Q: What are the differences between one-tier and two-tier tax-deferred annuities? I am getting conflicting opinions. My friend says the two-tier annuity I bought is a rip-off and I should sell it immediately, even if I have to take a loss. My salesman says my two-tier annuity offers me a higher rate of return. Whom should I believe? --N. P. W.
A: Both your friend and your salesman. Both are telling a version of the truth.
Many financial planners believe that your friend's assessment is essentially correct: Two-tier annuities can be consumer rip-offs, and, possibly, you were unwise to purchase one. (Whether you should get out of your contract now, however, is another question which we'll deal with later.) But none of this means that what your salesman said is wrong. He told you the truth--or at least a portion of it. Two-tier annuities usually offer a higher interest rate than single-tier plans. But they also offer a second interest rate--and that one is usually lower than those for single-tier plans.
So what are these two types of plans, and why are they different?
First, remember that an annuity is a financial contract that pays its beneficiary--usually upon retirement--either in monthly, annual or lump-sum installments. Upon their purchase, annuities earn interest, and, when added to your principal payment, form the basis of what you are repaid over the life of the contract.
Interest rates vary from one annuity to another. They also vary depending on the type of payment you elect to receive: a single lump sum or monthly installments. The difference between single- and dual-tier annuity plans comes down to the interest rates each plan offers for the different methods of payment.
A single-tier annuity offers just one interest-rate formula. Your money will earn at this rate regardless of whether you withdraw it as a single lump sum at the end of the contract or in periodic payments. If you don't know how you will want to take your money when you buy your contract or you change your mind after a few years--as happens with many consumers--it doesn't matter. You are not penalized. But this single rate is usually lower than the higher of the two rates offered in the two-tier plans.
The latter offer one rate for contract holders who want to withdraw their funds in a single sum at the contract's expiration, and another for those who want to take their money monthly. The rate is lower for those who elect the lump-sum distribution, usually by at least two percentage points. Depending on the contract, most lump-sum rates are significantly lower than rates of single-tier plans. Consumers who elect the installment plan when they purchase the contract and later change their minds are penalized. Their funds are assigned the lower of the two rates.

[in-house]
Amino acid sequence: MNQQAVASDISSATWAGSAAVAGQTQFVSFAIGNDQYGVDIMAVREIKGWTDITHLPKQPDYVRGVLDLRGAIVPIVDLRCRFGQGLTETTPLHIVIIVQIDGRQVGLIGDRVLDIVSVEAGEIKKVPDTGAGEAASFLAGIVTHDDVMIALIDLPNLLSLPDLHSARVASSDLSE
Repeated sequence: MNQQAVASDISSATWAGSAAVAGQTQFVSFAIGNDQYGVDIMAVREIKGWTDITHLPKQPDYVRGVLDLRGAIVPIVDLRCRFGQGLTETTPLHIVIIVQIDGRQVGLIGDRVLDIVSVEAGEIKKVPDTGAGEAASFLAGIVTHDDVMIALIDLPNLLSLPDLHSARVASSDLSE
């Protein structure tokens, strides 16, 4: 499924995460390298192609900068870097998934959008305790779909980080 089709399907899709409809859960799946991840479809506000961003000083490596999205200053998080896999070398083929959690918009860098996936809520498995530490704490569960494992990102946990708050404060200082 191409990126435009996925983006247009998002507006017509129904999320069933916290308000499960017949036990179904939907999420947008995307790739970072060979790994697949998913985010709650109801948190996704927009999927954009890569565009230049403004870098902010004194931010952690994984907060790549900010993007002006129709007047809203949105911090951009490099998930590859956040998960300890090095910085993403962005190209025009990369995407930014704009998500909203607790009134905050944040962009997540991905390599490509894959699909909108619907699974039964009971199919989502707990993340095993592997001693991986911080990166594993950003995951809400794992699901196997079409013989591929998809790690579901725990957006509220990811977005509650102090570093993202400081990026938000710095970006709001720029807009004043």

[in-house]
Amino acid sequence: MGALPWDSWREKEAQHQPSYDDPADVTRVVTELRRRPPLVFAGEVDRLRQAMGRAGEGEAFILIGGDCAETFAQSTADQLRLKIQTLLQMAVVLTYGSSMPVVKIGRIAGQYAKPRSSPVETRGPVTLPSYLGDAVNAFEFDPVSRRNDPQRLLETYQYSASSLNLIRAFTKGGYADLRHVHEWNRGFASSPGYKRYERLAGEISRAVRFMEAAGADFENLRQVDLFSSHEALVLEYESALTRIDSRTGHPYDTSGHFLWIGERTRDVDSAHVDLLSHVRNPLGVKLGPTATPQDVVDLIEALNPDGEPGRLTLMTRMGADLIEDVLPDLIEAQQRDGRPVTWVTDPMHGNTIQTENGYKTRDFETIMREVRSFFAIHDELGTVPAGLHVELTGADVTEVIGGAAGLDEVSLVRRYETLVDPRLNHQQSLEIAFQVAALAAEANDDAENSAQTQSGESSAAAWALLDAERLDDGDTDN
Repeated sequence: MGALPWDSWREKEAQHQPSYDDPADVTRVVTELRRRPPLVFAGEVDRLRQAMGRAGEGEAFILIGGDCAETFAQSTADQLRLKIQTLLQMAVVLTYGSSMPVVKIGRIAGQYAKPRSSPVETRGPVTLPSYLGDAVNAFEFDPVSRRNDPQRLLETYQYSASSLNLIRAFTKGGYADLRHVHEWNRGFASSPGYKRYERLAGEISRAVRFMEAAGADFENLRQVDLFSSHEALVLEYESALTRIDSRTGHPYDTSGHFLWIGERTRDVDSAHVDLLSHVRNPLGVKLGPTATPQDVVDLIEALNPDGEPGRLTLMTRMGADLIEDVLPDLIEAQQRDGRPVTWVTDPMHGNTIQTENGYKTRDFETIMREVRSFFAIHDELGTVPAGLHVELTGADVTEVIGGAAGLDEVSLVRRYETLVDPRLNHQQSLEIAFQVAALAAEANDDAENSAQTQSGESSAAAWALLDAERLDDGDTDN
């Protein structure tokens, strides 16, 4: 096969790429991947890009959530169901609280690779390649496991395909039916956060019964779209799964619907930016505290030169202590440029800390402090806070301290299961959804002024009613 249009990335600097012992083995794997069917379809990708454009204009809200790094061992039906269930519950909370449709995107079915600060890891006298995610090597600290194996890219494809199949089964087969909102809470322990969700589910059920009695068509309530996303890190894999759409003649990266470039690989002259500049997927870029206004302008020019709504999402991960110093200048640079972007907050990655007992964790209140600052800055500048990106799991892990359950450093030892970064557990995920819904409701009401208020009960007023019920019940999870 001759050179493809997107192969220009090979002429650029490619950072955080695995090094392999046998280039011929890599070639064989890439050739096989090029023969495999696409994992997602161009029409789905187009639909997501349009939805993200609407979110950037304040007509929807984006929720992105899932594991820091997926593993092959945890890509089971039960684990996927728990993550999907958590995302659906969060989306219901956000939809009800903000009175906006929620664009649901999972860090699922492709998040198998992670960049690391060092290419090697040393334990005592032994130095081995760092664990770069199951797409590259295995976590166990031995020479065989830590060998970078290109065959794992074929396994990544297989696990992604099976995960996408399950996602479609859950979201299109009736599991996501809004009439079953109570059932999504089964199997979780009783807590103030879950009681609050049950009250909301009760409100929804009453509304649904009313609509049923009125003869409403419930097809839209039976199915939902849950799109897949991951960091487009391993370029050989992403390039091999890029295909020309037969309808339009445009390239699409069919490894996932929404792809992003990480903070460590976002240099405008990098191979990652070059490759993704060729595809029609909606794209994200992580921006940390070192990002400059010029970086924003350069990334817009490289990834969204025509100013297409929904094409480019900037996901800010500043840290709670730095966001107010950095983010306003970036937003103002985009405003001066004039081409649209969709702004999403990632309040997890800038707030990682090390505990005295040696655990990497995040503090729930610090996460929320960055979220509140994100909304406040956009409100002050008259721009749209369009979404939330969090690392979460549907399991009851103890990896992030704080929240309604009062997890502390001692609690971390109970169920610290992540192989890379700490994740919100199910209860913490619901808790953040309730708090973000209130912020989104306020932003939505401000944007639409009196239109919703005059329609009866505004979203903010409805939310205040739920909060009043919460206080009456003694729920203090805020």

Why should there be this disparity?
Insurance companies offering these contracts argue that they should reward policyholders who stay with them, rather than taking their money and running the day the contract expires.
In reality, however, insurance companies make more money on installment payment contracts, since many become null and void upon the death of the primary or joint beneficiary. Whatever isn't disbursed is kept by the insurance company. Of course, they want to sell the installment plan program, so they offer a sweetener: higher interest rates.
Further--and this you must know--insurance salesmen usually earn higher commissions for selling two-tier contracts than they do for single-tier plans. So, as you might expect, insurance salesmen are given to singing their praises and glossing over their defects.
Now we return to your dilemma: Should you sell your contract? Have a qualified accountant or financial planner assess your contract, the penalties you face for breaking it and your likely alternative investment strategies. If you are planning to take installment payments when the annuity matures and live long enough to get all that is due you, then perhaps this contract was not an unwise investment.
Upon researching your two-tier contract, however, you may discover that its current interest rate is lower than the introductory one. This happens with many annuity contracts. With a single-tier annuity, you could withdraw your money and look for an alternative investment with only minimal penalties. With a two-tier contract, you face a double penalty: a reassignment to the lower lump-sum interest rate, plus the early withdrawal penalty.
Losing Out With a Second Trust Deed
Q: A few years ago, I purchased a second trust deed as an investment. The borrower later filed for bankruptcy and I lost my entire investment. If the borrower is now solvent, is there anything I can do to recover my loss? --E. L. T .
A: Probably not. According to our legal experts, if the borrower's property was foreclosed on, the lien extinguished and the borrower's debt discharged, you are out of luck. Of course, you should check the terms of the bankruptcy disposition to be certain, but if the borrower's legal and financial obligations have been dismissed through the bankruptcy procedure, then you no longer have any claim on the assets of the borrower.
Carla Lazzareschi cannot answer mail individually but will respond in this column to financial questions of general interest. Please do not telephone. Write to Money Talk, Business Section, Los Angeles Times, Times Mirror Square, Los Angeles, Calif. 90053.